At Tuesday night’s Sag Harbor Planning Board meeting, likely one of the biggest redevelopment projects in village history was approved with just a handful of residents in the audience, along with attorneys, an environmental advocate and a lone member of the press on hand to witness the event.
The Bulova Watchcase Factory restoration and redevelopment is for a 65-unit luxury apartment building in the historic factory building and seven townhouses, which will contain 16 of the units. A recreation center, with indoor pool, and an underground parking facility is also planned for the project, which estimates have shown could cost nearly $100 million to complete.
The factory building, which for 100 years operated as the industrial heart of the village under a number of company banners until its doors were closed in the early 1980s, has remained dormant for over 20 years, although a few have tried, and failed, to redevelop the site. The property, located at Division and Church streets, is a state Superfund site, and remediation is ongoing and required for the luxury apartment project to move forward.
On Tuesday, the anticlimactic approval followed a 40-minute reading of the planning board resolution for approval by Sag Harbor Village Attorney Anthony Tohill. The resolution outlined both the specific project the planning board was approving, as well as 70 elements of the plan that are contingent for the approval to stick.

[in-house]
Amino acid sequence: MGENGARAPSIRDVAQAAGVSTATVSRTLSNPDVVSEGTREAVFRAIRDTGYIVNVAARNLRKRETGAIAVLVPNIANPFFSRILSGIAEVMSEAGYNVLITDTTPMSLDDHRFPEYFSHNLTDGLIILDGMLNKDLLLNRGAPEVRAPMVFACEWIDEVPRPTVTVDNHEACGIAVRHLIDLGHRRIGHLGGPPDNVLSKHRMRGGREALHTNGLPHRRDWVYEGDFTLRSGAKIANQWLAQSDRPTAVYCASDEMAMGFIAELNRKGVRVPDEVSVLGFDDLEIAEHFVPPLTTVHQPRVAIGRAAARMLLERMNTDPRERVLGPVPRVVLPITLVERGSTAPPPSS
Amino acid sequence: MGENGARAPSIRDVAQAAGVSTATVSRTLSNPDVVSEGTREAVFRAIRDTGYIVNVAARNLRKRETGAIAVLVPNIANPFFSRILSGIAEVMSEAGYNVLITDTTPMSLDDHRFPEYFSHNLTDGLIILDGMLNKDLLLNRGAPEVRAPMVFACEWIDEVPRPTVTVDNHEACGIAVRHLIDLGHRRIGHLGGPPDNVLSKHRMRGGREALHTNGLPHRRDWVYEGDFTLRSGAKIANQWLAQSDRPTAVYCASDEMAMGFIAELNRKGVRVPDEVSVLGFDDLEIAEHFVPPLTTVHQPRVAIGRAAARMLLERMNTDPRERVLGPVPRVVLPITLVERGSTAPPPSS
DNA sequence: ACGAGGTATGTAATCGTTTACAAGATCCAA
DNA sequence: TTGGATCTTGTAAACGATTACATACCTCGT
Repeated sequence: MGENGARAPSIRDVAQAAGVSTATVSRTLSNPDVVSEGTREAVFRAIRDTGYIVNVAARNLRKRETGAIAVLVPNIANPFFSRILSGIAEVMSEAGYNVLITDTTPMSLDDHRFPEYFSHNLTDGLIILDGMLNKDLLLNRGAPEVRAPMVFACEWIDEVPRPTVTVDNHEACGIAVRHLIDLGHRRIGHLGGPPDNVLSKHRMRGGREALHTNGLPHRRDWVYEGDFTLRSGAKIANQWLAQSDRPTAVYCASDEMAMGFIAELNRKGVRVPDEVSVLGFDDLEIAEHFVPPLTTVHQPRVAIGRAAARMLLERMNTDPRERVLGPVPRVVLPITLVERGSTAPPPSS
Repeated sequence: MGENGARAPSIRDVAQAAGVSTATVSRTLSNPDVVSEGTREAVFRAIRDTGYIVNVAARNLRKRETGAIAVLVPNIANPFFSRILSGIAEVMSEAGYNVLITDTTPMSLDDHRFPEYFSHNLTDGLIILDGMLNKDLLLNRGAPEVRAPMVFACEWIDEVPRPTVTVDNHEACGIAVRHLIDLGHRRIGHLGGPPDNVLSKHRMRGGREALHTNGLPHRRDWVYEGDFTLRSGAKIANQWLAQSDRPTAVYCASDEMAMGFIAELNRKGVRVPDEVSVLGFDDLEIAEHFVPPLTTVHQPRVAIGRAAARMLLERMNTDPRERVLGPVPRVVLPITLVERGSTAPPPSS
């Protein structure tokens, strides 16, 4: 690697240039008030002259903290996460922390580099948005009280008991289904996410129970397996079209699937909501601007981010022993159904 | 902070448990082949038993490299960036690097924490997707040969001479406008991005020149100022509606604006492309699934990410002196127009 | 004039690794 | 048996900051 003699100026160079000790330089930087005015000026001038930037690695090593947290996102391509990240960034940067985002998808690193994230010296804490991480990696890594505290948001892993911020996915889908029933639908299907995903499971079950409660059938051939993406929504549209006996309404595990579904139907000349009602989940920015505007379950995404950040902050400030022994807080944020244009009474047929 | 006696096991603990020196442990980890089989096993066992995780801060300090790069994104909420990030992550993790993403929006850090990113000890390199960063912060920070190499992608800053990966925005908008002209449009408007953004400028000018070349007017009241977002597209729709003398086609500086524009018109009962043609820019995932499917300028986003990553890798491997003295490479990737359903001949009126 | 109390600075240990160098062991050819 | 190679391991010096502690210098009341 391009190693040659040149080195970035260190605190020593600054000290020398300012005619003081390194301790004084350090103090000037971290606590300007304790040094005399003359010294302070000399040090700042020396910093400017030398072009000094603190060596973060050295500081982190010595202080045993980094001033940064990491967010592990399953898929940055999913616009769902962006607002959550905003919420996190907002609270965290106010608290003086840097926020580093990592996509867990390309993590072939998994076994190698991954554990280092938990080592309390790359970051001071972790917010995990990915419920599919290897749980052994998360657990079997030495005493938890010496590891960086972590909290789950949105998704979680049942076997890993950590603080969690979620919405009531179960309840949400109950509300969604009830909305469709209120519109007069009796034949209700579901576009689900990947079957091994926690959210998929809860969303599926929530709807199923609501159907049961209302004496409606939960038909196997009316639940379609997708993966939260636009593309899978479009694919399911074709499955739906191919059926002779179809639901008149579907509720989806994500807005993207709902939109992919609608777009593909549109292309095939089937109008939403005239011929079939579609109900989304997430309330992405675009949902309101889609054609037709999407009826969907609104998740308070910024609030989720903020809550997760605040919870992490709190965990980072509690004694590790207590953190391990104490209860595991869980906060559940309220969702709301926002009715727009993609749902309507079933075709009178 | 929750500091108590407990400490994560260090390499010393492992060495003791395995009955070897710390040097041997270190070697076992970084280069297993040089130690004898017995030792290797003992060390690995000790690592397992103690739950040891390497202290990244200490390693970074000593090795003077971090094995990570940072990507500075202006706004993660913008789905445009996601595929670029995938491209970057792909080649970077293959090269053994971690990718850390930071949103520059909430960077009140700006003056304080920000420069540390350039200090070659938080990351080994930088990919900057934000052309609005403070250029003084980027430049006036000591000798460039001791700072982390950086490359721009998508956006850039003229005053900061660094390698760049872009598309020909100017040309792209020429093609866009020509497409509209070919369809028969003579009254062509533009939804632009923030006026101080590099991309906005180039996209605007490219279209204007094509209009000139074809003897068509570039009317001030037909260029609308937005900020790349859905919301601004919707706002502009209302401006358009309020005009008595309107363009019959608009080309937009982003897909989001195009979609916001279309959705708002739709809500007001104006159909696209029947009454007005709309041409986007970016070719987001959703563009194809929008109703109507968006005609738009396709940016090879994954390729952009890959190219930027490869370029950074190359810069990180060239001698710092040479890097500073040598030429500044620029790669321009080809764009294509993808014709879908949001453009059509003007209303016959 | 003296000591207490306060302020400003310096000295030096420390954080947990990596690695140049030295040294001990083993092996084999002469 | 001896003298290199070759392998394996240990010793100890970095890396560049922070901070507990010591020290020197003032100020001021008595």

Included in the tome were a number of mitigation measures to avoid traffic, noise, and odor issues on the site and in the surrounding neighborhood, as well as a schedule for the developers’ payment of over $2.5 million into the Sag Harbor Community Housing Trust.
Affordable Housing emerged as one of the key issues in the debate surrounding the luxury development. Last April, the Suffolk County Planning Commission ordered the project boast 20 percent on-site affordable units – the equivalent of 13 units under the plan’s current layout. In turn, the developers – Sag Development Partners – countered by offering to help kick-start the recently proposed Sag Harbor Community Housing Trust with funding in lieu of housing. The proposal set the stage for what was the most hotly debated issue, as both the planning and zoning boards mulled over whether to override the county and accept funding in lieu of housing, or demand on-site housing be included in the project.
Ultimately, both chose to overrule the county, although the chairman of the zoning board did personally recuse himself from the application a week before that board voted unofficially on the measure. Two weeks ago, the zoning board officially overruled the county, and granted a number of required variances for the project. The resolution adopted by the planning board on Tuesday solidified their position on the matter.
As a part of the override, the board requires $582,600 of $2,524,600 be paid to the trust upon the issuance of the first building permit for a residential unit. Following the first payment, $194,200 must be paid each time the developers receive certificates of occupancy for the first five units, and the same amount each time they receive a certificate of occupancy for the tenth to fifteenth units.